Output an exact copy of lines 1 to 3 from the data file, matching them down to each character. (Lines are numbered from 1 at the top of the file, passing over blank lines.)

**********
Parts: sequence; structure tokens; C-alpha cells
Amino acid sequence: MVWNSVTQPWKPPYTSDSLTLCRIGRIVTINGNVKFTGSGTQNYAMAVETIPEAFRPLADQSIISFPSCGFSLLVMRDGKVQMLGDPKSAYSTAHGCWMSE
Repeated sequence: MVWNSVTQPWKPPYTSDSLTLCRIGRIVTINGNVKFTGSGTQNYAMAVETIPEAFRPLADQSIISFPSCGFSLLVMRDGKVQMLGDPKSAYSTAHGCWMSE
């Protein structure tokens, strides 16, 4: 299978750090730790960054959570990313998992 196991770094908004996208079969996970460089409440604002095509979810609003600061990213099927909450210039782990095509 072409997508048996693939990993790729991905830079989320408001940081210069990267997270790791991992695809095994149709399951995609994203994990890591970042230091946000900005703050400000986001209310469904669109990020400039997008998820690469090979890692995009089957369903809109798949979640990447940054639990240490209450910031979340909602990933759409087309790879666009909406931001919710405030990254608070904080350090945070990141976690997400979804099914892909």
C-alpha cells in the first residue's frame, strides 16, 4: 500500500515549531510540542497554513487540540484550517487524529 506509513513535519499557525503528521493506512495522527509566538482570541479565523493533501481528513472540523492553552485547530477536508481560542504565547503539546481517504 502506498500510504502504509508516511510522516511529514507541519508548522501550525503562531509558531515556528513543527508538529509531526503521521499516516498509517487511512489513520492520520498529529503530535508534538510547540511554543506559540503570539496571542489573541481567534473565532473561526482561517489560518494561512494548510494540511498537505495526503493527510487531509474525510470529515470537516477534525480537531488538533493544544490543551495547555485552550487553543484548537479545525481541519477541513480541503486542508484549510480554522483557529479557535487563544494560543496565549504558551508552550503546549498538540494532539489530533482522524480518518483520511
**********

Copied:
Parts: sequence; structure tokens; C-alpha cells
Amino acid sequence: MVWNSVTQPWKPPYTSDSLTLCRIGRIVTINGNVKFTGSGTQNYAMAVETIPEAFRPLADQSIISFPSCGFSLLVMRDGKVQMLGDPKSAYSTAHGCWMSE
Repeated sequence: MVWNSVTQPWKPPYTSDSLTLCRIGRIVTINGNVKFTGSGTQNYAMAVETIPEAFRPLADQSIISFPSCGFSLLVMRDGKVQMLGDPKSAYSTAHGCWMSE